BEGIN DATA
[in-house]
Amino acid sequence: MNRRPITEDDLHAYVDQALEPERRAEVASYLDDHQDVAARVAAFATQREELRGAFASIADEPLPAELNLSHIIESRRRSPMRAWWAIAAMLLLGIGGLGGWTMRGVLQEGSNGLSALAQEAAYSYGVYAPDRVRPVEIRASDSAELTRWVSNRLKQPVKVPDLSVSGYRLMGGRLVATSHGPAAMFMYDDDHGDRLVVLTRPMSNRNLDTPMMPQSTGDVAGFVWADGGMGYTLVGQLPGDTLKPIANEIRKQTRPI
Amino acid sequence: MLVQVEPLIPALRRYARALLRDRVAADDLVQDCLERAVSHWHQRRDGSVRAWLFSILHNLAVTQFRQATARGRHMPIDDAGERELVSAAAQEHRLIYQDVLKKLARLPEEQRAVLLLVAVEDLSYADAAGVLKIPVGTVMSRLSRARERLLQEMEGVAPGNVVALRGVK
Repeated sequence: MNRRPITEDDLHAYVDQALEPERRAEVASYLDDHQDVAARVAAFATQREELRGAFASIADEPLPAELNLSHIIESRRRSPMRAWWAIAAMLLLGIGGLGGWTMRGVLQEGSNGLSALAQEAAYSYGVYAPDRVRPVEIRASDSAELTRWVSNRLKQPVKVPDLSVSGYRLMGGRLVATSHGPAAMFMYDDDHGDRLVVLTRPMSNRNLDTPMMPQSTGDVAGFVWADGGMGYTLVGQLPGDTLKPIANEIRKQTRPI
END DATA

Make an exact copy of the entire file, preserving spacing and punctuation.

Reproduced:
[in-house]
Amino acid sequence: MNRRPITEDDLHAYVDQALEPERRAEVASYLDDHQDVAARVAAFATQREELRGAFASIADEPLPAELNLSHIIESRRRSPMRAWWAIAAMLLLGIGGLGGWTMRGVLQEGSNGLSALAQEAAYSYGVYAPDRVRPVEIRASDSAELTRWVSNRLKQPVKVPDLSVSGYRLMGGRLVATSHGPAAMFMYDDDHGDRLVVLTRPMSNRNLDTPMMPQSTGDVAGFVWADGGMGYTLVGQLPGDTLKPIANEIRKQTRPI
Amino acid sequence: MLVQVEPLIPALRRYARALLRDRVAADDLVQDCLERAVSHWHQRRDGSVRAWLFSILHNLAVTQFRQATARGRHMPIDDAGERELVSAAAQEHRLIYQDVLKKLARLPEEQRAVLLLVAVEDLSYADAAGVLKIPVGTVMSRLSRARERLLQEMEGVAPGNVVALRGVK
Repeated sequence: MNRRPITEDDLHAYVDQALEPERRAEVASYLDDHQDVAARVAAFATQREELRGAFASIADEPLPAELNLSHIIESRRRSPMRAWWAIAAMLLLGIGGLGGWTMRGVLQEGSNGLSALAQEAAYSYGVYAPDRVRPVEIRASDSAELTRWVSNRLKQPVKVPDLSVSGYRLMGGRLVATSHGPAAMFMYDDDHGDRLVVLTRPMSNRNLDTPMMPQSTGDVAGFVWADGGMGYTLVGQLPGDTLKPIANEIRKQTRPI